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Parent trap: Holiday high hopes

But things go downhill at the security area. Mike refuses to give up his carry-on luggage.

This is a Bob the Builder bag which he thinks is full of sticks for the campfire he intends to light on the plane. My wife, however, has replaced them with feminine personal-hygiene products that she couldn't fit in the main bag. Our hope has been that Mike will forget about the fire before he looks in the bag.

Anyway, I've already put everything else, including my belt, on the conveyer belt and am standing there with my hands in my pockets trying to hold up my trousers, attempting to reason with him. He's scowling at the security guard, while the lengthening queue is giving off enough negative energy to stun a small child. This is no time for cajoling, so I take the bag off him, and he roars like a stuck pig all the way through the shops, down three moving walkways until we get to gate B1.

The passengers at gate B1 look up in alarm at our approach. The sticky, wailing children, the frazzled parents and the buggy dripping luggage. We're like refugees. I know everyone is thinking: "Please, let it not be B1. Make them walk on, God, please." When we divert at the last minute to the cafe, you can hear the collective sigh of relief. Now things begin to spiral out of control. It's already past their bedtimes and they're all hopped up on sugar. On holidays, because you can't replicate what they'll eat at home, you'll cram anything into them. Chips, ice cream, more chips. They're at the stage now where they've just got two modes: hyper and miserable.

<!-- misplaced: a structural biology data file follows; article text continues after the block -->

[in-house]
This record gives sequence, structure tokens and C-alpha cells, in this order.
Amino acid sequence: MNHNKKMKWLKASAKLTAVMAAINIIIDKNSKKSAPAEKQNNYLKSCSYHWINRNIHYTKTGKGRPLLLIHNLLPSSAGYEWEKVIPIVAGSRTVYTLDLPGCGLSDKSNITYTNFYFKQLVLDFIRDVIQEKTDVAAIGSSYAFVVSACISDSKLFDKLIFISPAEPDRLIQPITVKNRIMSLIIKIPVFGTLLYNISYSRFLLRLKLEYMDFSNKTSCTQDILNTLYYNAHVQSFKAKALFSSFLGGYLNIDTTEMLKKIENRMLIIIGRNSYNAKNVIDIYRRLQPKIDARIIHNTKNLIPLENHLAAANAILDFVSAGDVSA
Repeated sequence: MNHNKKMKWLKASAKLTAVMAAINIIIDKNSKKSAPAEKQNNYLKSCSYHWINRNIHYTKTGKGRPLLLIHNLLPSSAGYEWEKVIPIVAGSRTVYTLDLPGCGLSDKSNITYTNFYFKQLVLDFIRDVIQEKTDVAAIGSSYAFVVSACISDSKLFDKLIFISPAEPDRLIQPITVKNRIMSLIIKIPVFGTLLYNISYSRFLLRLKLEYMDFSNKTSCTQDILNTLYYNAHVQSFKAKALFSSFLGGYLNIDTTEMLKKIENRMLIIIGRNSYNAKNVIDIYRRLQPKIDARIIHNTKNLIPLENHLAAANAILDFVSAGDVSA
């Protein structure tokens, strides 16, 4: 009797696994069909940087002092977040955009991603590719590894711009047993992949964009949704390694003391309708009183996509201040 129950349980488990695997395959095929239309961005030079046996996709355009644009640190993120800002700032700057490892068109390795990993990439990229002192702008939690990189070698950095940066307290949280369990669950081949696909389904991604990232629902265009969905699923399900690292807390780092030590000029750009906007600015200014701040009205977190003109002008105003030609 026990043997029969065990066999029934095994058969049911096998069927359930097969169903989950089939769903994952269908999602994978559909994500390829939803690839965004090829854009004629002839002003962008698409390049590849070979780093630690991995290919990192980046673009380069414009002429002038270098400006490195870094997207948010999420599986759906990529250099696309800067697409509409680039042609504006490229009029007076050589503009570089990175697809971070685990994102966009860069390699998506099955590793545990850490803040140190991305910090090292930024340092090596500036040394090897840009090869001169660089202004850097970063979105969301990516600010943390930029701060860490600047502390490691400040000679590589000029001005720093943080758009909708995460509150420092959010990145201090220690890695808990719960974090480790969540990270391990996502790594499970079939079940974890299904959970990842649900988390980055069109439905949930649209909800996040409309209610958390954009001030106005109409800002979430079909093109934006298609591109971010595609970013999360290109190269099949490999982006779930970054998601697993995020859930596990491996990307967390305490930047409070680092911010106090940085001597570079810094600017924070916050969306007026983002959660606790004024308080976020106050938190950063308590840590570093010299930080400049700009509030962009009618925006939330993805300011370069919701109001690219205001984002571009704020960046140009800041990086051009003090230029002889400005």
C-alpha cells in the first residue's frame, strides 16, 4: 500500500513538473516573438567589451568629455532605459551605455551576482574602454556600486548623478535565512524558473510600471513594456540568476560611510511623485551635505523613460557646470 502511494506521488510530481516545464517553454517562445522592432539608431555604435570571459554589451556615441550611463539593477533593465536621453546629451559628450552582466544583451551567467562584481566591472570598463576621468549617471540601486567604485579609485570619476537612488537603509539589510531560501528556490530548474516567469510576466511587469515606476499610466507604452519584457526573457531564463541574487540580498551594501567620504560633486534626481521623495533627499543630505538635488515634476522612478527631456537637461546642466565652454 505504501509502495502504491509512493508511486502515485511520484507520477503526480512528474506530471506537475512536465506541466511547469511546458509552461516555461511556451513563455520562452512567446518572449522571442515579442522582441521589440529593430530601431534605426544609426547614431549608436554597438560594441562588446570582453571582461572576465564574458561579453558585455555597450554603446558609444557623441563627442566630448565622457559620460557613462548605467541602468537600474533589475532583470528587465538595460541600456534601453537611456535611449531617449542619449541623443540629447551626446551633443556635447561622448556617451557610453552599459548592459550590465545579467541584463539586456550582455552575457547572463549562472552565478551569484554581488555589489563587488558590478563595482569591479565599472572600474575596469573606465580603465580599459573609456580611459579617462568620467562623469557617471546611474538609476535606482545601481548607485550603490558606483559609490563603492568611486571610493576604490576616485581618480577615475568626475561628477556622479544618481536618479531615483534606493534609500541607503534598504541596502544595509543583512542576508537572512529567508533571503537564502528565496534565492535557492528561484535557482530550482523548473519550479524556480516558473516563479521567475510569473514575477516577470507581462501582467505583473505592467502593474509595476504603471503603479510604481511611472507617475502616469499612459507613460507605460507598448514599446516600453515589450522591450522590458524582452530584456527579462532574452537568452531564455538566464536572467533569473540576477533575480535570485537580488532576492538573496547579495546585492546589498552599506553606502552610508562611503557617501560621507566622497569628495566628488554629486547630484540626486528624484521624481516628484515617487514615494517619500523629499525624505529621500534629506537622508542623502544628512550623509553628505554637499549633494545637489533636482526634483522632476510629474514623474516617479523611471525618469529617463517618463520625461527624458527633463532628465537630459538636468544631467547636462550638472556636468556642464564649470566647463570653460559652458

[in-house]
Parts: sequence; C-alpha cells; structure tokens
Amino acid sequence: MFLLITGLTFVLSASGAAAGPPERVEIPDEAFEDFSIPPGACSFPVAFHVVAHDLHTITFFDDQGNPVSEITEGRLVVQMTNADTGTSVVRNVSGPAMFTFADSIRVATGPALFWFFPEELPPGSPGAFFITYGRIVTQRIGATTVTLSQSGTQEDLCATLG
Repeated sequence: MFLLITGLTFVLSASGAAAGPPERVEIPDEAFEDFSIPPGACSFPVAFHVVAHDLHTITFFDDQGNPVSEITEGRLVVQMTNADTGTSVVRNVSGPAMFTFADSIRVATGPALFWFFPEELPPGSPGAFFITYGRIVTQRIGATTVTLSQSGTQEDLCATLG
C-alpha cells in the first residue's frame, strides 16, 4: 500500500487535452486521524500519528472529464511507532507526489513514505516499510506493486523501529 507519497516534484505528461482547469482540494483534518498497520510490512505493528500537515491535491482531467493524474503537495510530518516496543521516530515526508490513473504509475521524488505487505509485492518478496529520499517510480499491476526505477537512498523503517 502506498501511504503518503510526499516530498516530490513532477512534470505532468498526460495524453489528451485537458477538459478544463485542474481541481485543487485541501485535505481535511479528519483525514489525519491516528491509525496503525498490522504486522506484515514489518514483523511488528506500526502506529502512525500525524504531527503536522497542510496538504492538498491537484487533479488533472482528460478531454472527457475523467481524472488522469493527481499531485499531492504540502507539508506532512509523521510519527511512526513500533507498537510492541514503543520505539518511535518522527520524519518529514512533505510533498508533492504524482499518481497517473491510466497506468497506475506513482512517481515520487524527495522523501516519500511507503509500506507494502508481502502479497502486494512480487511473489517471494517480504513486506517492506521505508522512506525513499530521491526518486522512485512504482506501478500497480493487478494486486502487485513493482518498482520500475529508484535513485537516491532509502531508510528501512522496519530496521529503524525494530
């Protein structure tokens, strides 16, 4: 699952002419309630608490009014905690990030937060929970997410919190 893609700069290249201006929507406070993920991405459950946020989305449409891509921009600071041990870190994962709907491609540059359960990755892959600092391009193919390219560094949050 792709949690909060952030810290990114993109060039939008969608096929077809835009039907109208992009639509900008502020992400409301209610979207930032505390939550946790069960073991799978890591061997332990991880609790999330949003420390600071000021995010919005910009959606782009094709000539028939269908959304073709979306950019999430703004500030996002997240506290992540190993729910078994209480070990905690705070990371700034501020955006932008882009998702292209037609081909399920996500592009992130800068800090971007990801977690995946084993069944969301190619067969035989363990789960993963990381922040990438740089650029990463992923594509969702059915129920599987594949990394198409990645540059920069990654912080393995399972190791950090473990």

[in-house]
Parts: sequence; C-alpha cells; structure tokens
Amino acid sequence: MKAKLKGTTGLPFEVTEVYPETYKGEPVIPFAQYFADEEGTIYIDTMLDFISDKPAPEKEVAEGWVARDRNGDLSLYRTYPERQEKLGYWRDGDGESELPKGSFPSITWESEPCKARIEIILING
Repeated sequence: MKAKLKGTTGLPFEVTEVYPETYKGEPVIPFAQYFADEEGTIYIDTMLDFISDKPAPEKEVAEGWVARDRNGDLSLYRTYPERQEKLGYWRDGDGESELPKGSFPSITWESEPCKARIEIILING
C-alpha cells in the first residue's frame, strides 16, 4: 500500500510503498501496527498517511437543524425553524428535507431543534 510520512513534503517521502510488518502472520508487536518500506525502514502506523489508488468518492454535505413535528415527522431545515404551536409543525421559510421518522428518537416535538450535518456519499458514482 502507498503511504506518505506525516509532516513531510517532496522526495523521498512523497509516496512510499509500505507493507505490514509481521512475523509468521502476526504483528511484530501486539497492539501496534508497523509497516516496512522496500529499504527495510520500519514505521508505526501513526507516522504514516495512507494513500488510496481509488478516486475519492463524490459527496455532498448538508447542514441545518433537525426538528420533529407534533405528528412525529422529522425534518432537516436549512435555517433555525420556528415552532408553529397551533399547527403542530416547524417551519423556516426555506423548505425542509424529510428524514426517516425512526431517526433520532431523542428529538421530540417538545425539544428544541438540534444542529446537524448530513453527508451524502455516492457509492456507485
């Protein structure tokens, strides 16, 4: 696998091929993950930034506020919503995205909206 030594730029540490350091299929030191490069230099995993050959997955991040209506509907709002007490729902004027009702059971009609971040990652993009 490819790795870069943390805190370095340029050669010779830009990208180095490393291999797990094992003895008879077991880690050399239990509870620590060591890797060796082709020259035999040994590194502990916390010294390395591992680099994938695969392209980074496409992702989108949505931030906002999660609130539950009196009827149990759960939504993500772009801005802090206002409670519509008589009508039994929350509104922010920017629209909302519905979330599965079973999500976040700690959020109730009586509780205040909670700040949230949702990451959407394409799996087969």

Trying to contain all this, you get wrapped up in a bubble and forget that there are other people there. So my wife stands up, claps her hands together and says: "I'm going for a wee, does anyone want to come with me?" One large gentleman with glasses and a ketchup stain on his tie puts up his hand and we move away quickly.

Now the travellers at gate B1 look up in horror. Yes, those dirty, badly behaved children and their dirty, badly behaved parents are, in fact, going to Dublin too.

People aren't at their best at airports. They are herded to one place then another, forced to waste time and made to take off bits of their clothes and buy crap, overpriced food. So there's not much goodwill left for the likes of us, elbowing our way to the front, rolling over toes and puking on designer luggage.

When Annie hears there's a life vest under every seat, she's thrilled. Free stuff! But when I explain to her that taking it out would probably cause mass hysteria, she's not happy. So she asks what's it for. Given her love of drama, the truth would probably send her into orbit. As it is, each time the plane changes direction, she asks if it's going to crash. So I tell her the life vests are for people who forgot to put on a vest that morning.

On the plane, in an effort to keep them quiet, I ask them what was their favourite bit of the holiday? The beach? The wide selection of playgrounds? The water slides and bouncy castles? The foreign language cartoons? The row-boats? The theme parks? The endless run of jellies, ice cream and chips? No, it was playing with the security cordon yokes in the airport.